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Dining Out — Restaurant Roving: Another opportunity for food from India

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Monty Kainth has opened Cross Culture restaurants in Doylestown, Buckingham and Lambertville, N.J., plus a smaller version at the Ferry Market in New Hope, but none got a reception like the one two weeks ago for the opening of his latest in Newtown.

“People were really excited,” he said, adding that many of them had been traveling to his other locations while waiting for the new restaurant to open.

The menu at the newest restaurant is pretty much the same as at the Buckingham and Doylestown locations, where he has drawn a loyal following for his less spicy versions of classic Indian cuisine.

He offers good-sized portions of a variety of entrees where vegetables, chicken, lamb and seafood are combined with popular sauces. Those include masala, a tomato, onion and cream sauce; saagwala, a sauce with spinach and coriander; and korma, a golden cream sauce made with fragrant herbs.

Kainth’s mission has been to introduce as many people as possible to Indian cuisine. He worked for years at authenic Indian restaurants before deciding that he could cross the Indian and American cultures by making his food a little less spicy to appeal to the American palate.

“When people try Indian food for the first time, they ask, ‘Is it spicy?’ I say no,” he said, “just try it.”

He points to the large number of young children who dine at his restaurants and enjoy Indian food. “They see me and they say, ‘Can I have some naan?’” he said, referring to Indian bread baked in the tandoori (clay) oven. They eat just about anything on the menu, he said.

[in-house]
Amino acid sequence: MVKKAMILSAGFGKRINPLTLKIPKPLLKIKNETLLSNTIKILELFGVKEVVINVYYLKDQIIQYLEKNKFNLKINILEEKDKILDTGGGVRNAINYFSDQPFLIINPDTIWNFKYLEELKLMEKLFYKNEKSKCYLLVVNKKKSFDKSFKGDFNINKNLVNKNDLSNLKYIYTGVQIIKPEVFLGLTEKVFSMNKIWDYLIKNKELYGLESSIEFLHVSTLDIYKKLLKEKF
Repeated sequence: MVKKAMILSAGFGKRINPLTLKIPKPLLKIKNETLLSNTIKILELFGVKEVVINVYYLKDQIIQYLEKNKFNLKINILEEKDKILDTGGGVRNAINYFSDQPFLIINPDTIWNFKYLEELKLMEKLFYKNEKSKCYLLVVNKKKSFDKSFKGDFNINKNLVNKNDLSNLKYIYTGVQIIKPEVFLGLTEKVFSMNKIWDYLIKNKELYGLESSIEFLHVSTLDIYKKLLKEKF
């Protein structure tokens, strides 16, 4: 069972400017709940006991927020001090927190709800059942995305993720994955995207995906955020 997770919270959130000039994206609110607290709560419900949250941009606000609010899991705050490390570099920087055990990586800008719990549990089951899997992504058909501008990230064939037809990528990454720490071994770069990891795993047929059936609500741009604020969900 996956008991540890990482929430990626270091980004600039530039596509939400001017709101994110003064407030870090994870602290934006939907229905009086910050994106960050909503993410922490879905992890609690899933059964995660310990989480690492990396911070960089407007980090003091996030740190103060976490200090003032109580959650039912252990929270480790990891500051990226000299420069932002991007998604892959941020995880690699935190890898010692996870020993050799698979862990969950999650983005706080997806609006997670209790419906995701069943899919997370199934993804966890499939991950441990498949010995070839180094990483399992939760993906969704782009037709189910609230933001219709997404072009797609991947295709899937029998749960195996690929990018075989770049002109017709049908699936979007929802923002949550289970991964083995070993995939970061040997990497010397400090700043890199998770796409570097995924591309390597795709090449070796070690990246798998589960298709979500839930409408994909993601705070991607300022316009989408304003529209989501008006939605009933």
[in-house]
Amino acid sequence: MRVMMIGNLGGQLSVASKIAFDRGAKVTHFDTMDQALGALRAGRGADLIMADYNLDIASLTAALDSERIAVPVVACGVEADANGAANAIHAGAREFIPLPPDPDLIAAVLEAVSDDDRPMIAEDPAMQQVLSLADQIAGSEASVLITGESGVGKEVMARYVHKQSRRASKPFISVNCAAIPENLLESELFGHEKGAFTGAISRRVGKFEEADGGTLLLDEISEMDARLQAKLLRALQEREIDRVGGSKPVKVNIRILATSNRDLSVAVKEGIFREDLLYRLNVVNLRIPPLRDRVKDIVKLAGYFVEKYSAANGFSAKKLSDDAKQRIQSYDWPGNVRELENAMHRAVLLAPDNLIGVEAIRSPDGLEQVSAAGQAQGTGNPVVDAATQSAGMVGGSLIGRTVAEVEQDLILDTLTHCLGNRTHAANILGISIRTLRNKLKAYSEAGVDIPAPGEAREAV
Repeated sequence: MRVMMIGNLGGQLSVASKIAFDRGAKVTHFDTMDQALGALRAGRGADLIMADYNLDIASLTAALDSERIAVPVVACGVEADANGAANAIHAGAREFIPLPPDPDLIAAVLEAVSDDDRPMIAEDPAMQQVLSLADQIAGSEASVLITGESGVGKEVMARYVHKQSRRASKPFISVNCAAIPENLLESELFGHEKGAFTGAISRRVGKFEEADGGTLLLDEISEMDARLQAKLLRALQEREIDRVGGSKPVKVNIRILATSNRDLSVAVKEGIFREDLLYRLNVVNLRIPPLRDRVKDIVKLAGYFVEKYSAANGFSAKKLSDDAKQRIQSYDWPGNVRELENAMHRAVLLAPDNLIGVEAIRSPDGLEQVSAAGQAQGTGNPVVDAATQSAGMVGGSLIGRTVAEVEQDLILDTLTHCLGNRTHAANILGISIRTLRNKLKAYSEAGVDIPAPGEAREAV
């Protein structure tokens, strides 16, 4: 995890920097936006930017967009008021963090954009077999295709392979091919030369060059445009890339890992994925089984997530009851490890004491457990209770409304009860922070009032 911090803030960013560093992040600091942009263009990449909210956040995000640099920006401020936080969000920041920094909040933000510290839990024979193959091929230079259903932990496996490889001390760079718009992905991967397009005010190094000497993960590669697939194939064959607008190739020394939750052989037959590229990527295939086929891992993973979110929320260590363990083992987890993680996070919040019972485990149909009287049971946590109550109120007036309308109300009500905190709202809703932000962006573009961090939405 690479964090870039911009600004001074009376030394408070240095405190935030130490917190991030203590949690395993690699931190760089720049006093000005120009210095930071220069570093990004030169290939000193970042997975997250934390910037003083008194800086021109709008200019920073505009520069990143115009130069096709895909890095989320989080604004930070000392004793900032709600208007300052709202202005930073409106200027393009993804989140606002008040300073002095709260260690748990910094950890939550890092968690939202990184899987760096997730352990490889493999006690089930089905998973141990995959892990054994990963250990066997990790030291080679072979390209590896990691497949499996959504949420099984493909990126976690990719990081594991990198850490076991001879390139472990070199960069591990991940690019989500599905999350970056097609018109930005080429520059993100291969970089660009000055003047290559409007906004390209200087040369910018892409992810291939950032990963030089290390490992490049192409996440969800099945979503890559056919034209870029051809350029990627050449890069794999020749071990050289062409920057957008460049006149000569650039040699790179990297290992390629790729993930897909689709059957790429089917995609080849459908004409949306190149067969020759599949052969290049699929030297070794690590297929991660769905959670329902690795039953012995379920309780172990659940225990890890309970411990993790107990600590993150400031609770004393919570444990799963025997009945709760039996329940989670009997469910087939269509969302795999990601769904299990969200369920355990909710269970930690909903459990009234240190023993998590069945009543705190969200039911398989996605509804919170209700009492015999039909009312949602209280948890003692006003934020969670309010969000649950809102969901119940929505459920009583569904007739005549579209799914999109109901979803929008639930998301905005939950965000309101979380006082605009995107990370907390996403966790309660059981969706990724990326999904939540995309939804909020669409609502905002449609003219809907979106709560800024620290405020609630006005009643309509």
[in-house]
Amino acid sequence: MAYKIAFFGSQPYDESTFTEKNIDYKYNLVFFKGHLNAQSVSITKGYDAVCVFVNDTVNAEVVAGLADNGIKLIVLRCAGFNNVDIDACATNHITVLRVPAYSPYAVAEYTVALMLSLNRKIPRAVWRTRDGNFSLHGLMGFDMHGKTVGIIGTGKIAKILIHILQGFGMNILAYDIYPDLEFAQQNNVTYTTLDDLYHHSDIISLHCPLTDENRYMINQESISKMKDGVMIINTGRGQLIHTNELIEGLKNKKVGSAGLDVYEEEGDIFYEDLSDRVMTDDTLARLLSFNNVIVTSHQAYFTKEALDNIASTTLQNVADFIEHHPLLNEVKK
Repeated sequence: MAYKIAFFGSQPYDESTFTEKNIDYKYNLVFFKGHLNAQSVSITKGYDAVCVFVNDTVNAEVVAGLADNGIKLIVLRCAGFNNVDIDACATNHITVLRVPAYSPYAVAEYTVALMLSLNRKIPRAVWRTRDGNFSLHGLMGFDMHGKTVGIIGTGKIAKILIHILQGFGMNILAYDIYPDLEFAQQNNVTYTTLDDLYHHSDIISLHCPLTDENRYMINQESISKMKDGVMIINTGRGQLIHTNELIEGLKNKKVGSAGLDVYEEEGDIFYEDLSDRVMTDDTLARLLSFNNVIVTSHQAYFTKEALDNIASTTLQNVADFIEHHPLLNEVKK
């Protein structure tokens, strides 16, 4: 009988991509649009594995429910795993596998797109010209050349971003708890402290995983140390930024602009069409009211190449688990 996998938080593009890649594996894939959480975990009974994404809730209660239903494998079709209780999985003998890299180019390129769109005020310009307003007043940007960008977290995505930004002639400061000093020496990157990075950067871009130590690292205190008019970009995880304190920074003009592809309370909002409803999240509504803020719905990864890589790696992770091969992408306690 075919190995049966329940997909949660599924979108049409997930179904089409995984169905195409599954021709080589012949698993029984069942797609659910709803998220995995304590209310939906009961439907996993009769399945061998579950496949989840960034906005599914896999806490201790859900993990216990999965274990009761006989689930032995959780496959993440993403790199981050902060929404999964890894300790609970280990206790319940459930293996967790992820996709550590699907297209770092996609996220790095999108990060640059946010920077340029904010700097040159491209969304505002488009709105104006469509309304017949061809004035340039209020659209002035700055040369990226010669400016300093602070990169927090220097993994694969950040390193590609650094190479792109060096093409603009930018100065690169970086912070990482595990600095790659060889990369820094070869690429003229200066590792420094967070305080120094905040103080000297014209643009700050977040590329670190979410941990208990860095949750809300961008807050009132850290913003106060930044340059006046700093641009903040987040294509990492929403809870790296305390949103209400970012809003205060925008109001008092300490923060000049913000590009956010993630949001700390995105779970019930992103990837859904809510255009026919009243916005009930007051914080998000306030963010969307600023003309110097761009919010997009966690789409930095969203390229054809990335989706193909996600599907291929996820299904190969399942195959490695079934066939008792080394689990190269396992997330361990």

The Newtown restaurant has something that none of his other restaurants have: a thali lunch menu every day of the week. Thali, which is available weekends only in Doylestown and Buckingham, is a sampler of traditional Indian food that includes samples of two or three entrees, rice, naan, papadam, dal makhani (black beans and lentils) and a samosa (pastry stuffed with filling).

There also is a tandoori lunch special that includes kebabs served sizzling hot.

Kainth had hoped to have the restaurant open last spring, but is happy it opened in time for the holidays. It’s so new that it doesn’t have its own website like his other restaurants. But the menus in the Bucks County restaurants are very similar, he said, so anyone who wants to look at one can go to the general Cross Culture website.

Always in search of a new challenge, Kainth said he is working on taking over the space next to his new restaurant in the Village of Newtown South shopping center. He plans to use it as a banquet facility.

For those looking for his newest restaurant, the GPS can find it by its address. Or search for the Newtown Farmers Market, which is in the same shopping center.

CROSS CULTURE

Village at Newtown South Shopping Center

2124 S. Eagle Road, Newtown

crosscultureindiancuisine.net

Cost: Appetizers $4.95-$21.95, entrees $15.95-$19.95, lunch combination meals $10-$15, thali (lunchtime samplers) $12-$15.

BYOB

susan.yeske@gmail.com


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